Humane Treatment for All | #30in30 #WriteLikeCrazy.

30 Day Blog Challenge, Abolition & Justice

I begin with a declaration. I never believed it radical in nature, but I’m coming to the realization that it might be.

People are not disposable.
People deserve to be treated humanely.

And by people, I mean all people, not just a select few. Not just those who have (thus far) avoided the label criminal; but everyone.

We sometimes view the world in dichotomies. We place things at one end of a continuum or the other. We see something as black or white, not that troublesome gray. We prefer simplicity instead of nuance and complexity. We favor “or” rather than embrace “and.”

But here’s the thing: people who engage in criminal behavior, are still people. The mere fact that they are human, means they still deserve humane treatment.

But what about {insert the most violent, heinous crime ever committed and ask if the victim was treated humanely}? Statements like that become the marker by which all people who have engaged in criminal behavior are measured. Leaving aside the stats that more than half of all prisoners are non-violent offenders, my response is still yes, violent offenders deserve humane treatment, too. That means, no, it’s not okay that prisoners in Texas boil to death due to lack of air conditioning, for instance.  No, it’s not “their fault” that inmates in Philadelphia are denied medical treatment, and are sometimes forced to endure pain and suffering for months at a time.  And no, women who give birth in custody should not be shackled while doing so.

In the coming weeks and months, I plan to unpack my thinking about this and related issues. I’m sure some disagree with my declaration, but therein lies my challenge. I’m up to it.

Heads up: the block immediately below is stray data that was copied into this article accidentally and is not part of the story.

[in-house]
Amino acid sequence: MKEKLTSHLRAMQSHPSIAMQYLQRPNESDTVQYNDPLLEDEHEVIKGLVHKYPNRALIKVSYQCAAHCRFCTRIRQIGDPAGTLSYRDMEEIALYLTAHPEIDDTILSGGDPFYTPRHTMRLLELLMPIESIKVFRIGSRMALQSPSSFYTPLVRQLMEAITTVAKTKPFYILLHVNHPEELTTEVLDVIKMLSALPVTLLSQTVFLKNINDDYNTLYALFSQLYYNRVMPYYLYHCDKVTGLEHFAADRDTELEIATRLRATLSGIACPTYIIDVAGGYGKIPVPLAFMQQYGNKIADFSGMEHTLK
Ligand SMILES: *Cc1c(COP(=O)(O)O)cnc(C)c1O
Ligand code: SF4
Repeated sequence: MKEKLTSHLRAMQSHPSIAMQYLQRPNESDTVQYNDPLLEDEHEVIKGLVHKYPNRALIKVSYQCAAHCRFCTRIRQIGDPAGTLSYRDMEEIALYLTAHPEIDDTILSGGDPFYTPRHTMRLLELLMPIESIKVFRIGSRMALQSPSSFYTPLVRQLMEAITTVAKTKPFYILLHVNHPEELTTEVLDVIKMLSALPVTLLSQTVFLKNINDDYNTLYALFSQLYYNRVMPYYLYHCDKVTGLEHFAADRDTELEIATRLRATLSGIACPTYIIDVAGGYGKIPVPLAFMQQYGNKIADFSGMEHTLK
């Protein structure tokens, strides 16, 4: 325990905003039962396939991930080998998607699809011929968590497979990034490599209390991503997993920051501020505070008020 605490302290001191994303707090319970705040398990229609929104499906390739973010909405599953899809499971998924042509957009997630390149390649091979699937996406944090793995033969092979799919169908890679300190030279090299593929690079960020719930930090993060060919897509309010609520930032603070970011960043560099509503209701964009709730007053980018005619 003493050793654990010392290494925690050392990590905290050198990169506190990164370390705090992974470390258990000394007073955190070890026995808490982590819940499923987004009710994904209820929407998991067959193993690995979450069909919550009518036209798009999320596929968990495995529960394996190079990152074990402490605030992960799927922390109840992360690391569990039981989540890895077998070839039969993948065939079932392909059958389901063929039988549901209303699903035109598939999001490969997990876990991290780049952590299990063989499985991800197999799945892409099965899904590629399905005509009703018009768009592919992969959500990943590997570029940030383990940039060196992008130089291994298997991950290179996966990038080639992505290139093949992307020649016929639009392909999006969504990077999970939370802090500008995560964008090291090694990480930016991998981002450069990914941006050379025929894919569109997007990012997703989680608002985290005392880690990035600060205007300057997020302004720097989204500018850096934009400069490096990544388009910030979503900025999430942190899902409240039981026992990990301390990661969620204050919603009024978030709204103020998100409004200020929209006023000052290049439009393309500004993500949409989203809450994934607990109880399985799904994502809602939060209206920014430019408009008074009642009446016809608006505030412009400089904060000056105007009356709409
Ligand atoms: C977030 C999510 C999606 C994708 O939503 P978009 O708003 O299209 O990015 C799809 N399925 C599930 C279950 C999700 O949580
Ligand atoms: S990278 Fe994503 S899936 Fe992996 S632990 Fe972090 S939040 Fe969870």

People are not disposable. People deserve to be treated humanely. And by people, I mean all people, not just a select few.

Activating the activist

Abolition & Justice

I want to begin by suggesting that whoever you are, wherever you are, whether you are a student, an academic, whether you are a worker, a person involved in your church, whether you are an artist…there are always ways to gear your work towards progressive, radical transformation.
      ~Angela Davis – The Prison Industrial Complex (1999)

I’ve been reading, curating and sharing resources about mass incarceration. I plan to do some writing about it as a way to work through what I’m learning. To think through barriers and imagine solutions.

In so doing, I lend my voice to the modern abolitionists: freedom fighters speaking and teaching about mass incarceration and its myriad, interconnected issues. For a growing list of digital resources and my occasional musings, follow my Tumblr here. As I think through things more deeply, or at least more fully, I plan to share here.

I am tempted to disparage my own efforts. They seem meaningless in the face of such a massive system. What, really, can sprinkling ideas through social media accomplish? What, really, might a few tentative words contribute?

But on the other hand, you have to start somewhere, yes?  And in a silent room, even a whisper can garner attention, to say nothing of a full-throated response. So I hereby take my voice off mute, as I gear my work toward progressive, radical transformation.

Said June Jordan in Some of Us Did Not Die, “we have choices, and capitulation is only one of them.” Speaking up, speaking back, is another.